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Record Maximum 97 F HOOK 2006
Record Minimum 17 F BOIS 2013
Record Rainfall 3.57" WEST 2011

* Mesonet History = since 1994

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April 20, 2017     April 20, 2017     April 20, 2017     April 20, 2017      

Drought in the crosshairs


I've been promising you big changes on the Drought Monitor map, and Mother Nature
hasn't made a fool of me yet. This week at least. And the drought that has plagued
Oklahoma since last fall might be headed to the gallows if the storm just now 
impacting the state has a say in it. The latest Drought Monitor map shows a huge
reduction in drought from 51% last week to 32% this week, and that's down from
81% just about a month ago on March 21. 


You can see the big changes over that 1-month time frame in this map. 


We have this type of rainfall to thank for that, providing moisture that eliminated
some of the most concerning impacts (fire danger, depleted soil moisture, delayed
green up, etc.). Although we can still see those places still suffering from 
moderate to severe drought showing up quite well on the 60-day percent of normal


Now to that storm system. We have a front moving through the state as we speak,
and that also shows up quite well on the Mesonet maps. It's not a strong front,
but it's there nevertheless. 


Without going all meteorological on you, here's the scenario. That front will
head south to the Red River and stall out. A smaller system will travel through
the broader system and help to set off a round of heavy showers and storms later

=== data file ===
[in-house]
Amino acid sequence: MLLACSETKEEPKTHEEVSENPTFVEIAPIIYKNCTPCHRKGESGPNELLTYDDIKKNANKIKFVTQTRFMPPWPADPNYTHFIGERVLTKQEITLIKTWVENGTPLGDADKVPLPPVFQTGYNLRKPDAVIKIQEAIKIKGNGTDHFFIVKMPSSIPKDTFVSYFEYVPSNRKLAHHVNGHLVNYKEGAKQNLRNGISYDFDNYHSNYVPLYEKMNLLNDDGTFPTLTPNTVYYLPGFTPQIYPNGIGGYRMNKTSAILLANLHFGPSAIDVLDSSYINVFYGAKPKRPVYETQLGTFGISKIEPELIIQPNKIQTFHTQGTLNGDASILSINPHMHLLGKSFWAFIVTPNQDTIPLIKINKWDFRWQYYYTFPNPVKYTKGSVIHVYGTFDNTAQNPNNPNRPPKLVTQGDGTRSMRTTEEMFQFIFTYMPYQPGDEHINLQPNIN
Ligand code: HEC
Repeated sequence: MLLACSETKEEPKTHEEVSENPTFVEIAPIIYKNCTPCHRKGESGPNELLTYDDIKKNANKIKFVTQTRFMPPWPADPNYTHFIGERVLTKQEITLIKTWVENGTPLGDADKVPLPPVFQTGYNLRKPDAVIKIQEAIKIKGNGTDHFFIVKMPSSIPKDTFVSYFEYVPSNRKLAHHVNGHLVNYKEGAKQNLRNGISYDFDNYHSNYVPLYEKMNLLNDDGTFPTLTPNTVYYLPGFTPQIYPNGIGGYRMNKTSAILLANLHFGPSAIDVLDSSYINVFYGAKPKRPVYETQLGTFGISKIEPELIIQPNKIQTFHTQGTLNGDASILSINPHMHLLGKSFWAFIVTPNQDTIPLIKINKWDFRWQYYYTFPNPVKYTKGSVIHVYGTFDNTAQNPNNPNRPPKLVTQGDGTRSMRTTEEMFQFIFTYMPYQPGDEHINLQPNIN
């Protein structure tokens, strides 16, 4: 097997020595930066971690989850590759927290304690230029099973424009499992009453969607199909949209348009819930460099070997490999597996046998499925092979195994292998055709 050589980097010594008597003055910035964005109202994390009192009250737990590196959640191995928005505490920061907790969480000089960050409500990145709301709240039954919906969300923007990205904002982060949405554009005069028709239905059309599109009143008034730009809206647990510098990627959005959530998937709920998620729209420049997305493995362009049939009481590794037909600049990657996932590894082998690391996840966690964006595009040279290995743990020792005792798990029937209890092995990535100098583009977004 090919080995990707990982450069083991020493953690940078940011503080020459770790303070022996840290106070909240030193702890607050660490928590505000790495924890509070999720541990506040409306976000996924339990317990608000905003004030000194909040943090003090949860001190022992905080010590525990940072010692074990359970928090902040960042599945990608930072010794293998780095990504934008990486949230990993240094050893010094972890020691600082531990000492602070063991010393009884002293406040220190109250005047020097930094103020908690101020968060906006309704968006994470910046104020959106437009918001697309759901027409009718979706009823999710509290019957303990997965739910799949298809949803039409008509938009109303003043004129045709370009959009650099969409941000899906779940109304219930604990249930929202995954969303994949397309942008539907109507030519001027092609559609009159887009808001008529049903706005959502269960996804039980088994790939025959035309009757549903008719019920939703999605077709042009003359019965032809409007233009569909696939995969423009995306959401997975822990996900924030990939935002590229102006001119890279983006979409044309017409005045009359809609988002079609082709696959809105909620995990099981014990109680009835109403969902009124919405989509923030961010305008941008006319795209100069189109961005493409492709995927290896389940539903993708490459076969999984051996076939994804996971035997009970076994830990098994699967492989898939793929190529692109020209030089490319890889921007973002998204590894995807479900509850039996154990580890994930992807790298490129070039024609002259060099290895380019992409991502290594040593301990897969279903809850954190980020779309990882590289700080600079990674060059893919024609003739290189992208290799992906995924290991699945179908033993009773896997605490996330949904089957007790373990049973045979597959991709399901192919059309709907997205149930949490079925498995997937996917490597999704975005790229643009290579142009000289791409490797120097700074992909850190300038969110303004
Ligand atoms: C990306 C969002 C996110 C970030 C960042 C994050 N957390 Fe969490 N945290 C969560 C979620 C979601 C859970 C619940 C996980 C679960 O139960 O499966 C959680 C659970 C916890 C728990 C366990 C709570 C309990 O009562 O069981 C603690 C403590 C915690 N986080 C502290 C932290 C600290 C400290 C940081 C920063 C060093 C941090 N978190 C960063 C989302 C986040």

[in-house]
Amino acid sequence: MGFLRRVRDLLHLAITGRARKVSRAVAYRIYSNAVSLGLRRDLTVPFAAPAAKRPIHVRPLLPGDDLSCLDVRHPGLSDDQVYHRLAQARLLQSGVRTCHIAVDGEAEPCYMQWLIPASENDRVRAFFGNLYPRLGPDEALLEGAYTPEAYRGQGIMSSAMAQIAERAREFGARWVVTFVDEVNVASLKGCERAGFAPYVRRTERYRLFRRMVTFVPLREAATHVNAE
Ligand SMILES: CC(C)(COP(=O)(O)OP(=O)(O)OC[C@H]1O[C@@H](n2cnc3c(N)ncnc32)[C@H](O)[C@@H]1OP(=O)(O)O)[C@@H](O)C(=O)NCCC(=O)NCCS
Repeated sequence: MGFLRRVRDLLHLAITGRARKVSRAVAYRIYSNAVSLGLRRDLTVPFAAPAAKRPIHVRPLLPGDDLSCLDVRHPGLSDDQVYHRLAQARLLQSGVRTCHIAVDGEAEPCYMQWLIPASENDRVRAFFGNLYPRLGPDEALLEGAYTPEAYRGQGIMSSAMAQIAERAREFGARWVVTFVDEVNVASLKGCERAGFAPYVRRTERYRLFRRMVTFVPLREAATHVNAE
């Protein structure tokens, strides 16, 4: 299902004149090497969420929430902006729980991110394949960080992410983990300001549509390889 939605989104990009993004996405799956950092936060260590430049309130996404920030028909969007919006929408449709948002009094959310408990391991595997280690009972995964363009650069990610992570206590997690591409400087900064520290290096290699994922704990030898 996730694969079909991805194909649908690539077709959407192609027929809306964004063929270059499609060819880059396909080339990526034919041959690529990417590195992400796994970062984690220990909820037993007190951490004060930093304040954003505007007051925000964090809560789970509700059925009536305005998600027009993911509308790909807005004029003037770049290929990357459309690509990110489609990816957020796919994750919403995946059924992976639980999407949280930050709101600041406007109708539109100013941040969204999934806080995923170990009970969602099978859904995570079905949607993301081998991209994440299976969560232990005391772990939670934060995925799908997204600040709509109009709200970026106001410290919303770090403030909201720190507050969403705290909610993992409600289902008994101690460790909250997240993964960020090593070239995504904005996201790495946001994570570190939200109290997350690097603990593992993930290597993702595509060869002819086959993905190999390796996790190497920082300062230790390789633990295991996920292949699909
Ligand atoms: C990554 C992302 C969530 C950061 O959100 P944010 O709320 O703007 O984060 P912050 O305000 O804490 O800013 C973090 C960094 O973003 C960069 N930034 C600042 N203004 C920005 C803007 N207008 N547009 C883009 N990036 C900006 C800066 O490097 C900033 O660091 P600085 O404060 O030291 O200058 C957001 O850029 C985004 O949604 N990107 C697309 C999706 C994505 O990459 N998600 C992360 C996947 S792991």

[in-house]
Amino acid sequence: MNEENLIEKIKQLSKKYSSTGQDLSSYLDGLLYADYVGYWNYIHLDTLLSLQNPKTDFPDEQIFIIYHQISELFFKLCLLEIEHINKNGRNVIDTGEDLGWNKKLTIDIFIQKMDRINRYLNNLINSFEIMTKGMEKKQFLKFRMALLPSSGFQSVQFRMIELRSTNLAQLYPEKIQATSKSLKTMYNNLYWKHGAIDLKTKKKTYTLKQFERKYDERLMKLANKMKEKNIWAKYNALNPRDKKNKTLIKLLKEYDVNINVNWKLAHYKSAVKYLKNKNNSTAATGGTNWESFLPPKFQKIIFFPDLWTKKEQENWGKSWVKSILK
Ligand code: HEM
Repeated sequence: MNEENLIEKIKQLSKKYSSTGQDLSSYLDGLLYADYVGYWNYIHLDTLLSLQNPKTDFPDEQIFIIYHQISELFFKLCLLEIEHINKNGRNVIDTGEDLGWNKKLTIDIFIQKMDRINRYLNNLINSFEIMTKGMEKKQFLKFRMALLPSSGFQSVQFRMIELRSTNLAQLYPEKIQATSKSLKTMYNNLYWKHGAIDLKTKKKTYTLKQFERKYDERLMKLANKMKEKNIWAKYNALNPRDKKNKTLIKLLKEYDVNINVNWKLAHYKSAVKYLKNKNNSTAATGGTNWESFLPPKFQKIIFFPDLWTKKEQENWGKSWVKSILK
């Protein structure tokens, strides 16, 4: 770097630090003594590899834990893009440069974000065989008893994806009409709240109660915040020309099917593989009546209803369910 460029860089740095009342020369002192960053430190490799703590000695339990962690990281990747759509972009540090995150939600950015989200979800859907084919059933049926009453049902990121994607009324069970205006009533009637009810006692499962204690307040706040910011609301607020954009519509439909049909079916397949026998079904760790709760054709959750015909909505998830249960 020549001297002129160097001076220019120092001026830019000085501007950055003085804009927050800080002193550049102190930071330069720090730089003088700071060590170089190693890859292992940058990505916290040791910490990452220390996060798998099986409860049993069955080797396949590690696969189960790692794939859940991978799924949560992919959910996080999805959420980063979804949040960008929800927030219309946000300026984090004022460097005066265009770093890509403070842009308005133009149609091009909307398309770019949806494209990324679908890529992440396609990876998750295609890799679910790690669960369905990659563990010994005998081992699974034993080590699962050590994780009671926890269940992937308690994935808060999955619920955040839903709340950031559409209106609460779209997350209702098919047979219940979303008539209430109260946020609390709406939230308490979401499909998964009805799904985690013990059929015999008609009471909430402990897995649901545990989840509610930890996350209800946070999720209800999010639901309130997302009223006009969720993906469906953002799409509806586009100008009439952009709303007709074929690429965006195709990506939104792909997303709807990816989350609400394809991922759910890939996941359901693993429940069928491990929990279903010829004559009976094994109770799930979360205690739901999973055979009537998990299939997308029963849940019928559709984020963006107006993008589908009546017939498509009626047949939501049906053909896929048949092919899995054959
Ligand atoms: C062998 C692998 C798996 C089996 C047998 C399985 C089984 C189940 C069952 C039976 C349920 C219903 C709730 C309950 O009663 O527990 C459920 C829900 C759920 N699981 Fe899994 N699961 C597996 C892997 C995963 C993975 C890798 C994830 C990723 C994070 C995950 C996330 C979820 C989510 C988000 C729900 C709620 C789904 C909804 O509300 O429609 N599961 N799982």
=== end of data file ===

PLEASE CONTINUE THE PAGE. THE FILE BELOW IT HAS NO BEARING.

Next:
this evening through the morning, some possibly severe. Tornado threat very low.
But the Gulf of Mexico is sending tons of moisture up our way so expect very 
heavy rains just to the north of the stalled front, which should start to move
back north as a warm front overnight. Then there is a chance, if conditions come
together just right tomorrow afternoon and the ongoing showers and storms don't 
gum up the works, there will be a very conditional chance for severe weather 
with all modes of hazards possible. The window for this upgraded severe weather
risk, from central through southern OK, will be very short and again VERY 

In a nutshell, we don't want to see discrete supercells (big storms roaming 
around all by themselves) in the warm air to the south of the front tomorrow
afternoon. There's a decent/good chance that won't happen. However, the Storm
Prediction Center has put us on notice for the chance with a slight risk from
central through southern OK tomorrow. 


So the tornado threat is low, but SPC does mention them in their discussion for

     "Hail/wind and perhaps a couple of tornadoes are possible with the 
      severe threat maximizing during the late afternoon/early evening."

Doesn't that pretty much describe about every spring storm system we see, though?
So no need to panic. Just stay tuned to your favorite weather sources for 
updated info. And that severe threat will exist later today through tomorrow
morning as well, but that will entail high winds and large hail mostly, which 
can be just as damaging. One thing appears certain, however, and that is a bunch
of rain is expected to fall. The atmosphere is rich with moisture and it's just
going to get wetter. The NWS has already issued a flood watch for much of 
central through NE OK. 


Widespread amounts of 1-3 inches, to as much as 5-6 inches in localized areas,
could be possible around that frontal boundary. 

Springtime in Oklahoma...you gotta love it! Well, no you don't. Sometimes, you
just have to put up with it. 

Gary McManus
State Climatologist
Oklahoma Mesonet
Oklahoma Climatological Survey
(405) 325-2253